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The etiology of a DR is multifocal and the rash is not a single entity, but a reaction of the skin to several factors, both local and systemic (Liptak, 2001). There are several causative theories, ranging from food allergies to damage of the stratum corneum or the skin's top layer such as maceration, friction, and... show more The etiology of a DR is multifocal and the rash is not a single entity, but a reaction of the skin to several factors, both local and systemic (Liptak, 2001). There are several causative theories, ranging from food allergies to damage of the stratum corneum or the skin's top layer such as maceration, friction, and chapping (Liptak, 2001; Spraker, 2000). Wetness, dry skin, cleansing agents such as soap, elevated pH levels, fecal enzymes, fecal incontinence, and diarrhea due to infection or antibiotic use will alter skin integrity making the skin more susceptible to diaper dermatitis (Liptak, 2001; Spraker, 2000). Urinary incontinence may be associated with pediatric anomalies, neurological disorders, genetic syndromes, and trauma. Conditions associated with fecal incontinence may include: an ostomy takedown, anorectal malformations, perineal fistula, spina bifida, Hirshsprungs Disease, fecal impaction, and diarrhea.
Soaps strip away lipids, making the skin more permeable and vulnerable to diaper dermatitis. The normal pH of the skin is between 4.5-5.5. When urea from the urine and stool mix, urease breaks down the urine, increasing the hydrogen ion concentration (pH). Elevated pH levels increase the hydration of the skin and make the skin more permeable.
It was previously believed that ammonia was the primary cause of diaper dermatitis. Recent studies have disproved this, showing that when ammonia or urine is placed on the skin for 24 to 48 hours, no apparent skin damage occurs (Farrington, 1992; Berg et al., 1986). urine ammonia levels are the same in infants with or without diaper dermatitis (Farrington, 1992). Ammonia may be a secondary irritant on damaged skin, but it is probably not a primary cause of diaper dermatitis on intact skin.
Prevention
The goal in the management of a diaper rash is prevention. This is achieved through maintenance of skin integrity to prevent damage to the stratum corneum, the skin's barrier. Keeping the baby dry, which entails frequent diaper changes is the ideal way to both treat and prevent irritant diaper dermatitis. The frequency of diaper dermatitis decreases in relation to the increased number of diaper changes (Jorden et al., 1986).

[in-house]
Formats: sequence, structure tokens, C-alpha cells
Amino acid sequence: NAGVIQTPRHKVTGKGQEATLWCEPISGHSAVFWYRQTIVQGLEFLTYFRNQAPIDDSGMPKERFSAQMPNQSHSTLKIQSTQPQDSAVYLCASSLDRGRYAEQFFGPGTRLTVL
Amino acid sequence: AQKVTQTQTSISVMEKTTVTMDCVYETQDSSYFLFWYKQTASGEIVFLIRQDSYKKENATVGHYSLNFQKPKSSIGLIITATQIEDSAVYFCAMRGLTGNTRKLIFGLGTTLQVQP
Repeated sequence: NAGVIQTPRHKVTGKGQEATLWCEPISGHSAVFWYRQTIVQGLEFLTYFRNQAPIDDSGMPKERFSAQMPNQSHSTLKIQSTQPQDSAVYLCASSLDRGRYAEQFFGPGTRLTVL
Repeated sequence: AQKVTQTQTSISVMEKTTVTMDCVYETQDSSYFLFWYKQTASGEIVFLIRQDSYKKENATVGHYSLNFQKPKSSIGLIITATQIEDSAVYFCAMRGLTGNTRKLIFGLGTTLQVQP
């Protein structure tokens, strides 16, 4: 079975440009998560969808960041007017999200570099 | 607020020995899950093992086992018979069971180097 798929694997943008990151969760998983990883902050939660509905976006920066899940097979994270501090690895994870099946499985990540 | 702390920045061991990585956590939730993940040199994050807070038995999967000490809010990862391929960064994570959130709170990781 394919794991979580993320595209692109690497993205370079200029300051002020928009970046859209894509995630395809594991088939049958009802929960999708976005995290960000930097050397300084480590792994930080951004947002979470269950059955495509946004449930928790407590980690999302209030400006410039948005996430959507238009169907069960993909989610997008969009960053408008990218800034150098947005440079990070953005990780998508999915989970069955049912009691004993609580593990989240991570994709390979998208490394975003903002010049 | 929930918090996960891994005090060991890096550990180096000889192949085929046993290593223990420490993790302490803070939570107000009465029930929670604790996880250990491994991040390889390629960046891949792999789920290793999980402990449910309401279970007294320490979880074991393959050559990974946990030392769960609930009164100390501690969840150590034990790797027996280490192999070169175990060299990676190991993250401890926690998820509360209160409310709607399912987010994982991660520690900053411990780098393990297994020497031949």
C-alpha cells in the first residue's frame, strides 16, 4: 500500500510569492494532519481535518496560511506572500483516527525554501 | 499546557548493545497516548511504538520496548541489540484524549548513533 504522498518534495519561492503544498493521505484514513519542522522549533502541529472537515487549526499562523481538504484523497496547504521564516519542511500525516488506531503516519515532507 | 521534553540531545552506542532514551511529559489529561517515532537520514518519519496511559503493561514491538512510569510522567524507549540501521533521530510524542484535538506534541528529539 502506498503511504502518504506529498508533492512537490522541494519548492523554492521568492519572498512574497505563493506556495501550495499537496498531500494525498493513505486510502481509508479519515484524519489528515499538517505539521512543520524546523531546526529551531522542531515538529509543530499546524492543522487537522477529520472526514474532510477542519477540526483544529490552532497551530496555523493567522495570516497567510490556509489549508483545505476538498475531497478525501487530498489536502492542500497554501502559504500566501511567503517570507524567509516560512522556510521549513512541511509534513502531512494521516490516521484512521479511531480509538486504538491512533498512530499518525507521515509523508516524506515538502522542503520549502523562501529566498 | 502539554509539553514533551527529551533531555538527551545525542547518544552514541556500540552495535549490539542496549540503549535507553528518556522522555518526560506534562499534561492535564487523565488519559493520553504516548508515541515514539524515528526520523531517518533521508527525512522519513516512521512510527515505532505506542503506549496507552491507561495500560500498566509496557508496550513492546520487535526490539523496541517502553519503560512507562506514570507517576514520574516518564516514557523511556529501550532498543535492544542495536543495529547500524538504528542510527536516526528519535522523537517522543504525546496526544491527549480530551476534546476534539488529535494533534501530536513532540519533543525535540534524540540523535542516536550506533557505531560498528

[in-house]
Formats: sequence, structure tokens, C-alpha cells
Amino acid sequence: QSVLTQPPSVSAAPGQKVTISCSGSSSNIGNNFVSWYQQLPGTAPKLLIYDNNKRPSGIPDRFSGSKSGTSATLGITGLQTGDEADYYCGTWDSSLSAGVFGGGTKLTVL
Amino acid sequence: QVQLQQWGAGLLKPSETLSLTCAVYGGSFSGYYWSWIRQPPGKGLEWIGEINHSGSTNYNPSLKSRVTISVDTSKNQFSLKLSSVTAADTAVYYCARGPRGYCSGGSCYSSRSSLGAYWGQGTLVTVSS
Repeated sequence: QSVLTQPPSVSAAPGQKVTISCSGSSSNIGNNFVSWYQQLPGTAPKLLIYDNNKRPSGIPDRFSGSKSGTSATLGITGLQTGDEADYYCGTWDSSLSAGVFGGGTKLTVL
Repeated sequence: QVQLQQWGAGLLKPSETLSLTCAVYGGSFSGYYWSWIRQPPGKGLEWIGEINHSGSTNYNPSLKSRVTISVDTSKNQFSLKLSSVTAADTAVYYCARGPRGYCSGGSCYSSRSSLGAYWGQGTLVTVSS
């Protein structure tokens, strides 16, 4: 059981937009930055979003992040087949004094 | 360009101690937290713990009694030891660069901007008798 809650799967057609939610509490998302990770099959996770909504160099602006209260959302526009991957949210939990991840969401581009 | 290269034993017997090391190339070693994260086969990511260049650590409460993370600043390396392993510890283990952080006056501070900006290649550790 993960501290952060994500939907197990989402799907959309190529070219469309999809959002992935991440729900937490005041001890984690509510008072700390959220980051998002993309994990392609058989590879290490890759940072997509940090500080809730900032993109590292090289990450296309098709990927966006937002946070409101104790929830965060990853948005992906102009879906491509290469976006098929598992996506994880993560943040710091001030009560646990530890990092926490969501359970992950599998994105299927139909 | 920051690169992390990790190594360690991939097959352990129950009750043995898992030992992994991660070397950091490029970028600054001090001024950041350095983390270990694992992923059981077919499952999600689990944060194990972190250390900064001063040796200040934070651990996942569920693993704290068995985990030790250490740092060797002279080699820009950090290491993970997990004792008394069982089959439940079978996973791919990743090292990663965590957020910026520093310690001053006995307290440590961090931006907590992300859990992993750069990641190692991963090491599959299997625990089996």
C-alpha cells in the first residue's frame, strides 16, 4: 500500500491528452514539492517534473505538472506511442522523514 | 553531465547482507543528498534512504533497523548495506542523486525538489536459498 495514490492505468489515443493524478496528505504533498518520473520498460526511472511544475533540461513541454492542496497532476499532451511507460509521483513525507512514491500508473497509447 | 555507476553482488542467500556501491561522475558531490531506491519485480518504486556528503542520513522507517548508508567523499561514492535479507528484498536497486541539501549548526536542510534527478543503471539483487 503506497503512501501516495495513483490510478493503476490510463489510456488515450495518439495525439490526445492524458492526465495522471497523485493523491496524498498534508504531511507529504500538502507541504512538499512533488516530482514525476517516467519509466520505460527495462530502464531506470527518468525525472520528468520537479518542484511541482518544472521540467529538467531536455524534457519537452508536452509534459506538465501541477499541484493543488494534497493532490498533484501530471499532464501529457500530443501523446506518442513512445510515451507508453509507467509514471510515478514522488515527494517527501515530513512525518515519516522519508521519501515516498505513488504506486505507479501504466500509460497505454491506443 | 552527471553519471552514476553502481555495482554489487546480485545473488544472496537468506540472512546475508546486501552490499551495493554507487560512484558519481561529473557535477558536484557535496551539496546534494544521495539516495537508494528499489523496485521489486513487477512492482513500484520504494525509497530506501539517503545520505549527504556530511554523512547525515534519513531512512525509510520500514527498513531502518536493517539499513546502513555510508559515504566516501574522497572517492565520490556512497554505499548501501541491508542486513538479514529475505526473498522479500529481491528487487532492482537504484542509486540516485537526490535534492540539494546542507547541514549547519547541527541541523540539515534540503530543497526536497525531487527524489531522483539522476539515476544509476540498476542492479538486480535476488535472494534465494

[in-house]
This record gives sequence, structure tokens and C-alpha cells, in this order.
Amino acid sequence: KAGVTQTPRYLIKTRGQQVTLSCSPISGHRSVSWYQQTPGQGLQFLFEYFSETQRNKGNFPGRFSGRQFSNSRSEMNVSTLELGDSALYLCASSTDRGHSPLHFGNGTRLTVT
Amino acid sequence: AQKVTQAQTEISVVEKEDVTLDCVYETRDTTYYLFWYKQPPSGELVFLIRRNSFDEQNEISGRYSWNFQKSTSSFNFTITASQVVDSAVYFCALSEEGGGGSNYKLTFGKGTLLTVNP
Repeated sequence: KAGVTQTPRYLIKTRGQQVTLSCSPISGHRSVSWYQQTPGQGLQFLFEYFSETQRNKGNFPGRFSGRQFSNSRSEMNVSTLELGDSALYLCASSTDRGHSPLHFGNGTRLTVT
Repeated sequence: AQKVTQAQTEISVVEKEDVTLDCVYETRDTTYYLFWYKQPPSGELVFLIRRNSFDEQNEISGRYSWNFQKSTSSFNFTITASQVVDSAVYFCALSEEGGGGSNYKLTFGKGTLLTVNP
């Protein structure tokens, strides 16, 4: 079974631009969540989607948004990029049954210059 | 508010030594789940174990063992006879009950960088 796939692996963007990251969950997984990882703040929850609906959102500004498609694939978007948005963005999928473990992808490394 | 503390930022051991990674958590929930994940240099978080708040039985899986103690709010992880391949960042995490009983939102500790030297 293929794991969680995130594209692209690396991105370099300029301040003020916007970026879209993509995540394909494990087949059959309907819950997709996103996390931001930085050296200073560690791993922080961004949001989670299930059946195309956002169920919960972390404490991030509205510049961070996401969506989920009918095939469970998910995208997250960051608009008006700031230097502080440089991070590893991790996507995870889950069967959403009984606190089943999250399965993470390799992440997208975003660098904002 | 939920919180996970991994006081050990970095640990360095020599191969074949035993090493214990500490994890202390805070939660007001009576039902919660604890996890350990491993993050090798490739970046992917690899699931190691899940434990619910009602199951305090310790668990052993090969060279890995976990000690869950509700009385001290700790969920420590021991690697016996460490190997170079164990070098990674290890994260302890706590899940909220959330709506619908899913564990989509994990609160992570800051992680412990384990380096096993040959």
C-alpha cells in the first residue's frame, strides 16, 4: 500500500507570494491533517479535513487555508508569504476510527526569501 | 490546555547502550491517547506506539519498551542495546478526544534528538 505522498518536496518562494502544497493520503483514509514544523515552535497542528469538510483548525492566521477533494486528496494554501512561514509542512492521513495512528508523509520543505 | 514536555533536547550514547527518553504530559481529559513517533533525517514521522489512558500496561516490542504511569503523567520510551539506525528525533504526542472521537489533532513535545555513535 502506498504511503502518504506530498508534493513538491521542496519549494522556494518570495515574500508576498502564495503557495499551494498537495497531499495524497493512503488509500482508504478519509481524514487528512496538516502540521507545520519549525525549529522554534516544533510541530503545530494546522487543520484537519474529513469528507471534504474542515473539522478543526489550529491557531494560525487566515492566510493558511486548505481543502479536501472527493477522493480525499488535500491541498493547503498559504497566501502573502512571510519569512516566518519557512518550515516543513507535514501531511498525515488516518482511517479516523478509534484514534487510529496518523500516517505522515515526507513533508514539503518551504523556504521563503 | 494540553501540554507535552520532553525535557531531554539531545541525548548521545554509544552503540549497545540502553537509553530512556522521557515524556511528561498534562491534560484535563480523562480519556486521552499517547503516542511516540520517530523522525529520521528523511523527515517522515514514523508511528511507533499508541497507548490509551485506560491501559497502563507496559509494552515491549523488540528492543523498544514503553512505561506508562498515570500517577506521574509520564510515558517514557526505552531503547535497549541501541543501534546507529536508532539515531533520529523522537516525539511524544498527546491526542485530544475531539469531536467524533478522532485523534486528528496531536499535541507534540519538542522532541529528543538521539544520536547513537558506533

Soiled diapers should be changed as soon as possible. If diaper dermatitis is present, diapers should be changed at least every 2 hours during the day and once at night. If possible, the infant should go without a diaper.
Cloth diapers, diaper services, and disposable diapers are debatable and a matter of preference, convenience, time, and cost. Home washed cloth diapers and commercial laundered diapers have significant differences (Farrington, 1992). Home laundering of cloth diapers will vary. Soaking soiled diapers in washing soda (sodium carbonate), such as Arm and Hammer in cold water, will act as a laundry booster, assist in removing stains, and neutralize odors. Wash all diapers in detergent and bleach in hot water. The detergent is the cleansing agent and bleach will disinfect and whiten. Adding a laundry booster or vinegar to the wash cycle will eliminate odors, counteract ammonia, and rinse out residue. Rinse and double rinse in cold water to remove chemicals and residual detergent. Fabric softener may be added to keep the diapers soft and to prevent friction. If irritation persists, products will need to be changed. Plastic pants are occlusive and should be avoided. Diaper services will use very hot water to effectively destroy microorganisms, along with detergents, multiple rinses, and sterilization techniques (Farrington, 1992; Spraker, 2000). When selecting a disposable diaper, consider type, size, and cost. There are many varieties and sizes available. Super absorbent disposable diapers contain an absorbent gelling material (AGM) that wicks away moisture. Studies suggest that these diapers are associated with less-severe diaper rashes (Farrington, 1992; Wong et.al., 1992). Trial and error techniques may be required, and several types or different diaper brands may need to be tested before the appropriate one is found best for the child.
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